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Old 07-15-2007, 01:45 PM   #15
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2007 25' International CCD
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Originally Posted by HowieE
The same fuel idea is worth considering but since I assume you will be using the generator while using the trailer I would suggest you consider a propane generator, less expensive per KW, propane engines will last longer than gas, and a wider varity to select from.

If you look at my site Page 3
you can see how I take propane from the trailer to fuel my truck when I want real power. The same idea could be used to fuel a generator.

Honda and Yamaha both make propane generators in the 3000 watt size that will meet the needs. yes the Airstream has a 30amp service but that does not mean it has to be supplied with 30 amps just to work. I assume your hause has at least a 200 amp 3 phase service but I doubt you ever draw 1/3 of that.

was actually looking at a DIESEL generator NOT gas. I like Diesel (less volatile) than both gas and propane.

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Old 07-15-2007, 02:40 PM   #16
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Originally Posted by Streamer1

was actually looking at a DIESEL generator NOT gas. I like Diesel (less volatile) than both gas and propane.
Hi Steamer1

Popane is a completly contained fuel and would be be no less dangerous than ant other propane equipment in your trailer. Give it some thought.

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Old 07-15-2007, 03:17 PM   #17
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Streamer----Sorry for the confusion. 110v, 120v, 125v are all labels for the same thing. The household voltage we use for lights, TVs, kitchen appliances and airstream lights and appliances. Your local power company provides a nominal 120v and slight variations don't matter. Your engineer friend may have used 240v to show you how the calculation is made, not meaning it to apply to the airstream electrical system in particular. The amp capacity is the maximum load you may safely pull through a circuit before it over heats. when in fact the radio or light bulb is drawing only one amp.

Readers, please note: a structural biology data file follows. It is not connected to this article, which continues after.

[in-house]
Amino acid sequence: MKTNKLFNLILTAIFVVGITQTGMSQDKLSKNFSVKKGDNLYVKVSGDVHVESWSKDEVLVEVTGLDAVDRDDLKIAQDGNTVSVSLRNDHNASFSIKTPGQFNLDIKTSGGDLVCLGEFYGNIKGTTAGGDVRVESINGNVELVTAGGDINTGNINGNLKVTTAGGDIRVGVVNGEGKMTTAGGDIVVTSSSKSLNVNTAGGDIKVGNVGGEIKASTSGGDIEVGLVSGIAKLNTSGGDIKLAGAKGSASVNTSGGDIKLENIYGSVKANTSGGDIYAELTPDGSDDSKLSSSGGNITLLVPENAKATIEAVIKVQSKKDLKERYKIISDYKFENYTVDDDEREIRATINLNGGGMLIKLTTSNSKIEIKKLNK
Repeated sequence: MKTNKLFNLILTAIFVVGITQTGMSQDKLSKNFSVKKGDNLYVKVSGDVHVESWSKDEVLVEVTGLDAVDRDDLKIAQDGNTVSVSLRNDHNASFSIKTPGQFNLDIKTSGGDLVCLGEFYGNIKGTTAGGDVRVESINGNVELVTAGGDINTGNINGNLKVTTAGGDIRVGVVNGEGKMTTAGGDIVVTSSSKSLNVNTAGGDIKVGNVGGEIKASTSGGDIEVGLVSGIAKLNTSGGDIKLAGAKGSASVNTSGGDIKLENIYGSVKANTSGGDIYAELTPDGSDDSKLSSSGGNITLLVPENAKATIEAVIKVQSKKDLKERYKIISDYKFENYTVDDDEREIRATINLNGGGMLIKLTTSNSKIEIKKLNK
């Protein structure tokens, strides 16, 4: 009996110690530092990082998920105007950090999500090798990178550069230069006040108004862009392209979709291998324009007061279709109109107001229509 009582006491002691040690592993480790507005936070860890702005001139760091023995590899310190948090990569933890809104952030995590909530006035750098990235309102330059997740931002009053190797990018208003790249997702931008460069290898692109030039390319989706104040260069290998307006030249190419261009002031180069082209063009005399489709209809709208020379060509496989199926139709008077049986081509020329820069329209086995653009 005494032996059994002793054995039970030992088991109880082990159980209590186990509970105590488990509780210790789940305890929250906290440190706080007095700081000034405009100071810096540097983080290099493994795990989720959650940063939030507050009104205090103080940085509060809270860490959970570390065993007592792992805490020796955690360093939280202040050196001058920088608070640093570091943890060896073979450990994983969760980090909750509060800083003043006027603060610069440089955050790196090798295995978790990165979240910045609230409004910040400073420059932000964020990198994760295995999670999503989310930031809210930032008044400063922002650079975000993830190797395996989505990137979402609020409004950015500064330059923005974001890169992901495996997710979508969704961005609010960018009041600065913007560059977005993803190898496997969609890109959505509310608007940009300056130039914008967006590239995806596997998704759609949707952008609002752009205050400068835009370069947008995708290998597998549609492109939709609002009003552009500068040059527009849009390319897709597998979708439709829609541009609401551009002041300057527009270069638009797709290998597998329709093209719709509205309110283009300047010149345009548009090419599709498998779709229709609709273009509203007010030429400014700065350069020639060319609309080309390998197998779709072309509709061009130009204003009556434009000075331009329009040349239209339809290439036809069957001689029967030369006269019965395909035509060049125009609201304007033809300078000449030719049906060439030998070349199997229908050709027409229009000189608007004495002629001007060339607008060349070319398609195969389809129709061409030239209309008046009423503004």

Hope this explanation helps.

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Old 07-15-2007, 03:49 PM   #18
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I wondered about the 110, 120 and 125 volt thing for years until I ran across an article that explained there really is no more 110 A.C. unless you have a really bad line. The voltage was increased so you will usually see more in the range of 120-125 volts. I went out to the trailer and my voltmeter registered 121 volts. When it drops down to 113 volts then it goes into the red area. Fortunately I have a Hughes Autoformer which will keep the voltage up or shut the system down should I hook up to a line with low or very high voltage.


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